Meghan Markle Calls Mail on Sunday 'Daily Fail' After Court Victory Over Newspaper

Meghan Markle has won her tabloid privacy lawsuit—and namechecked the newspaper's owner in a strongly worded statement.

The Duchess of Sussex was handed victory at the end of a two-year saga that at one stage left her fearing she would lose her pregnancy with second child Lilibet Mountbatten-Windsor.

The appeal hearing also saw her forced to apologize for misleading the court over her co-operation with the authors of biography Finding Freedom.

The case revolved around a letter she sent her father asking him to stop talking to the media, which was published by The Mail on Sunday in February 2019.

In a statement released to Newsweek, Meghan said: "This is a victory not just for me, but for anyone who has ever felt scared to stand up for what's right. While this win is precedent setting, what matters most is that we are now collectively brave enough to reshape a tabloid industry that conditions people to be cruel, and profits from the lies and pain that they create."

Meghan originally won a resounding victory in her case in February without a trial but the newspaper appealed, opening a window for an ex-aide who accused her of bullying to expose her private messages.

Emails and texts detailed how she had written the letter to Thomas Markle knowing it might leak to the media and had addressed it to "Daddy" so that if it became public, it would pull at the "heart strings."

However, the disclosures did not sway the Court of Appeal who ruled the letter remained private.

Meghan Markle at Global Citizen
Meghan Markle speaks at Global Citizen Live in New York on September 25. The Duchess of Sussex has won her tabloid privacy lawsuit after a bruising two-year battle. Kevin Mazur/Getty Images for Global Citizen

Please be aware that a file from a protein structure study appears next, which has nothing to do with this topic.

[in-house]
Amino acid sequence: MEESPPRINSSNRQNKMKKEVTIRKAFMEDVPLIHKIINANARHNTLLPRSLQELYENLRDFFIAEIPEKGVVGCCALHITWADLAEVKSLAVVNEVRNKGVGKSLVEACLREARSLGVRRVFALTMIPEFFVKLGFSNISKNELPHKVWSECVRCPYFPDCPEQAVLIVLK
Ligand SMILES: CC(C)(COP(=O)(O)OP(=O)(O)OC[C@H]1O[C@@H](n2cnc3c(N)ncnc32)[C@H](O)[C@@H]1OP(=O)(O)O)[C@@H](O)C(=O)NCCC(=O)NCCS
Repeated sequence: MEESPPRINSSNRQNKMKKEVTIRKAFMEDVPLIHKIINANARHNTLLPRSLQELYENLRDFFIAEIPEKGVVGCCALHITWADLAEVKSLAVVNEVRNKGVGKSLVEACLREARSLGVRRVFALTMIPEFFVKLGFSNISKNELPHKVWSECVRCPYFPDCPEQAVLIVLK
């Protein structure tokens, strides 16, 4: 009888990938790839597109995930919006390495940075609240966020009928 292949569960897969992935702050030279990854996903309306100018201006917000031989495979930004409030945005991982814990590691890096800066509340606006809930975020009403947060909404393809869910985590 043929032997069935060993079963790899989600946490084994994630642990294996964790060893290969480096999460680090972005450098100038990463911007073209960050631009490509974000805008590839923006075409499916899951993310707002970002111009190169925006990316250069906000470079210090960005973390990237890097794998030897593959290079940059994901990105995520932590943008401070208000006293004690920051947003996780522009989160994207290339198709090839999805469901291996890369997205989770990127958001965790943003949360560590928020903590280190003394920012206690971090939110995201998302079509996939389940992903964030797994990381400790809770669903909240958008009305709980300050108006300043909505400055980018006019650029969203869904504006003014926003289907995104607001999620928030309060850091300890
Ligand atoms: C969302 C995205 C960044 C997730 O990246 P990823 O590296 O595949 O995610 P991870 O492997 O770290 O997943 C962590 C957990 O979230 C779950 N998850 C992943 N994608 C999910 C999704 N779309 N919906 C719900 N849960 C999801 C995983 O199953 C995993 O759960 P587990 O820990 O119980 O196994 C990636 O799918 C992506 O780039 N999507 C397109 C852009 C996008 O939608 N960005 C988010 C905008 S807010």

A judgement handed down on December 2 read: "Essentially, whilst it might have been proportionate to disclose and publish a very small part of the Letter to rebut inaccuracies in the People Article, it was not necessary to deploy half the contents of the Letter as [The Mail on Sunday] did."

Meghan said in her statement: "Today, the courts ruled in my favor—again—cementing that The Mail on Sunday, owned by Lord Jonathan Rothermere, has broken the law. The courts have held the defendant to account, and my hope is that we all begin to do the same.

"Because as far removed as it may seem from your personal life, it's not. Tomorrow it could be you. These harmful practices don't happen once in a blue moon—they are a daily fail that divide us, and we all deserve better."

The reference to a "daily fail" is a nod to a nickname given to the tabloid's sister title The Daily Mail.

The judgement read: "As the Articles themselves demonstrate, and as the judge found, the primary purpose of the Articles was not to publish Mr. Markle's responses to the inaccurate allegations against him in the People Article.

"The true purpose of the publication was, as the first 4 lines of the Articles said: to reveal for the first time [to the world] the "[t]he full content of a sensational letter written by [the Duchess] to her estranged father shortly after her wedding."

"The contents of the Letter were private when it was written and when it was published, even if the claimant, it now appears, realized that her father might leak its contents to the media."

Update 12/02/21, 6:50 a.m. ET: This article was updated to add a new picture.

Meghan Markle's Full Statement on Tabloid Privacy Win

"This is a victory not just for me, but for anyone who has ever felt scared to stand up for what's right. While this win is precedent setting, what matters most is that we are now collectively brave enough to reshape a tabloid industry that conditions people to be cruel, and profits from the lies and pain that they create.

"From day one, I have treated this lawsuit as an important measure of right versus wrong. The defendant has treated it as a game with no rules.

"The longer they dragged it out, the more they could twist facts and manipulate the public (even during the appeal itself), making a straightforward case extraordinarily convoluted in order to generate more headlines and sell more newspapers—a model that rewards chaos above truth.

"In the nearly three years since this began, I have been patient in the face of deception, intimidation, and calculated attacks.

"Today, the courts ruled in my favor—again—cementing that The Mail on Sunday, owned by Lord Jonathan Rothermere, has broken the law. The courts have held the defendant to account, and my hope is that we all begin to do the same.

"Because as far removed as it may seem from your personal life, it's not. Tomorrow it could be you. These harmful practices don't happen once in a blue moon—they are a daily fail that divide us, and we all deserve better."